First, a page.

Will Minnesota’s Budget Surplus Go to the Dogs? PETA Hopes So!

Billion-Dollar Surplus Could Help Fund Animal Shelters, Subsidize Spay/Neuter Programs, and Reduce Homeless Dog and Cat Problem

For Immediate Release:
December 4, 2015

Catie Cryar 202-483-7382

As Minnesota legislators debate what to do with the state’s projected $1.9 billion budget surplus, PETA—whose motto reads, in part, that “animals are not ours to abuse in any way”—sent Gov. Mark Dayton a letter today asking him to remember Minnesota’s cats and dogs and put some of the extra money toward animal-focused programs.

“By funding Minnesota’s animal shelters and subsidizing spay and neuter surgeries, the state could help dogs and cats who need homes today and prevent countless more from being born into an already overpopulated world,” says PETA Senior Director Colleen O’Brien. “PETA is asking Governor Dayton to turn this unexpected wealth into a golden opportunity to make the state a safer place for dogs, cats, and communities everywhere.”

For more information, please visit PETA.org.

PETA’s letter to Minnesota Gov. Mark Dayton follows.

December 4, 2015

The Honorable Mark Dayton
Governor of Minnesota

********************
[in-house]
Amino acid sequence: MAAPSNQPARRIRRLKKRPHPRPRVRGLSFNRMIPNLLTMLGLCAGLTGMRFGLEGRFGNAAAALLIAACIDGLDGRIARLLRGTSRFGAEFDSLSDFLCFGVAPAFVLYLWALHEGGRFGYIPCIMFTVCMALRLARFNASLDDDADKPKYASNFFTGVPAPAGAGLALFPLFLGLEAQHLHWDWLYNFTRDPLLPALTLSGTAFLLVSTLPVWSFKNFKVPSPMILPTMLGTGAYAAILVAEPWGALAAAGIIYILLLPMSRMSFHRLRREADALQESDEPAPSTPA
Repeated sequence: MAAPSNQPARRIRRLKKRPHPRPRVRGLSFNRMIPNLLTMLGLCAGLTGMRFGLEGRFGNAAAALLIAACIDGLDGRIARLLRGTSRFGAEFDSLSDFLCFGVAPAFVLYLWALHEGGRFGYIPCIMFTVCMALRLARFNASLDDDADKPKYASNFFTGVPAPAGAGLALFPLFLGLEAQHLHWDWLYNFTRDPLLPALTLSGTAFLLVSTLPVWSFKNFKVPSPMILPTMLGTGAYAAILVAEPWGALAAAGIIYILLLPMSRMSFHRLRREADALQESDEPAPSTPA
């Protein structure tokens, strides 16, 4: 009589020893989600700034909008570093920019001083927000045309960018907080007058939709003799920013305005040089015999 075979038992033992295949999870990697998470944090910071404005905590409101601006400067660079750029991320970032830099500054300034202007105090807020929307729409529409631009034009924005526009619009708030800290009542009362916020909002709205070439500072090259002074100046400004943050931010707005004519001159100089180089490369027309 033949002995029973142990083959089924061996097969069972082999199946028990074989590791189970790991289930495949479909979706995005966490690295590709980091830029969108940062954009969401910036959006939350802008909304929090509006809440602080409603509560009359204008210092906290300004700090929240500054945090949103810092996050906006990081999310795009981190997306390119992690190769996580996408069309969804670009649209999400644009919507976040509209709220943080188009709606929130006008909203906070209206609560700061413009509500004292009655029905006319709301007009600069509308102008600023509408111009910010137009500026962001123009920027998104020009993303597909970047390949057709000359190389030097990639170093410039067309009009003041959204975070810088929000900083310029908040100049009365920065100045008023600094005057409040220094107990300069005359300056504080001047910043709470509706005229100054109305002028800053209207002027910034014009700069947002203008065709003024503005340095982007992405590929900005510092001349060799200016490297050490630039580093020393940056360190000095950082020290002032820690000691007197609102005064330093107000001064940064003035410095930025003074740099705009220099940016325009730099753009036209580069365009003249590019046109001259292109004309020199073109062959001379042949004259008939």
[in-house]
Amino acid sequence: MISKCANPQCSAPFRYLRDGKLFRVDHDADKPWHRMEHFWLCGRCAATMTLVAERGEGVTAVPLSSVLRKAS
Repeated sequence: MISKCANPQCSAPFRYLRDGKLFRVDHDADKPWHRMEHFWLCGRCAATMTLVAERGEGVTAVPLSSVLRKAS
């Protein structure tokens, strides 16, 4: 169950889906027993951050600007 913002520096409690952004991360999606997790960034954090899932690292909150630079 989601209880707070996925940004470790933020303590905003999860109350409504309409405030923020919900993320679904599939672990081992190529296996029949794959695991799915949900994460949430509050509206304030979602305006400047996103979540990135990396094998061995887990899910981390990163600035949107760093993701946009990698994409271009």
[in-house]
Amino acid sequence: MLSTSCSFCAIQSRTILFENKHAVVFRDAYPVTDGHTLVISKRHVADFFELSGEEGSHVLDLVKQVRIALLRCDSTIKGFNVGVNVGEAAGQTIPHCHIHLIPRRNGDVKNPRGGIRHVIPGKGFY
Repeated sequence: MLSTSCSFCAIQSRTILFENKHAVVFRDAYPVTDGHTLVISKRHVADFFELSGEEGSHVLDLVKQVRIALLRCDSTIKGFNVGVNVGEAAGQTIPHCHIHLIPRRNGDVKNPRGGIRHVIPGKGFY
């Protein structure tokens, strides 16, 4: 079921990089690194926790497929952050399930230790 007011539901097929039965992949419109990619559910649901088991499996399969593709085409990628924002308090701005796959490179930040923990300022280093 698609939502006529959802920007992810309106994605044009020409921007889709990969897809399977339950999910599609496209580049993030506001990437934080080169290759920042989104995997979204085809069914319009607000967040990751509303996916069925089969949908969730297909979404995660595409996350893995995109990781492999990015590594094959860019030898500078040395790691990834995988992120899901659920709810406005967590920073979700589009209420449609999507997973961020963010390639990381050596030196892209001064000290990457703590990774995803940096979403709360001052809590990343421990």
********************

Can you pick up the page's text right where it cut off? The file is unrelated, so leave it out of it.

Dear Governor Dayton:

On behalf of People for the Ethical Treatment of Animals (PETA) and our more than 3 million members and supporters, including thousands across Minnesota, I’m writing to ask that you remember Minnesota’s dogs, cats, and other animal companions­—as well as their human guardians—when deciding how to allocate some of your state’s $1.9 billion budget surplus. Will you please use some of this money to help fund Minnesota’s open-admission animal shelters and to combat the overpopulation and homeless-animal crisis by subsidizing spay and neuter programs across the state?

Open-admission shelters provide a vital service by taking in all homeless and stray animals in the community. Without them, these animals would be hit by cars; infected with lingering, painful diseases; attacked by other animals or cruel people; used as bait by dogfighters; or left outside to die of starvation, exposure, or neglect. This is not only a horrible loss of life but also a drain on the animal-control officers who must work to respond to all these cases.

Spay and neuter programs are a smart financial investment because they help prevent an influx of even more homeless animals. Every time we spay or neuter just one animal, we prevent the births of thousands more. And spaying and neutering not only reduces suffering but also makes animals less likely to become aggressive, get into fights, and develop certain kinds of cancer. Subsidizing spay and neuter programs ensures that these vital procedures are available to all Minnesotans, no matter what their income level is.

When you support animal shelters, all species win. Thank you for your consideration.

Very truly yours,

Ingrid E. Newkirk

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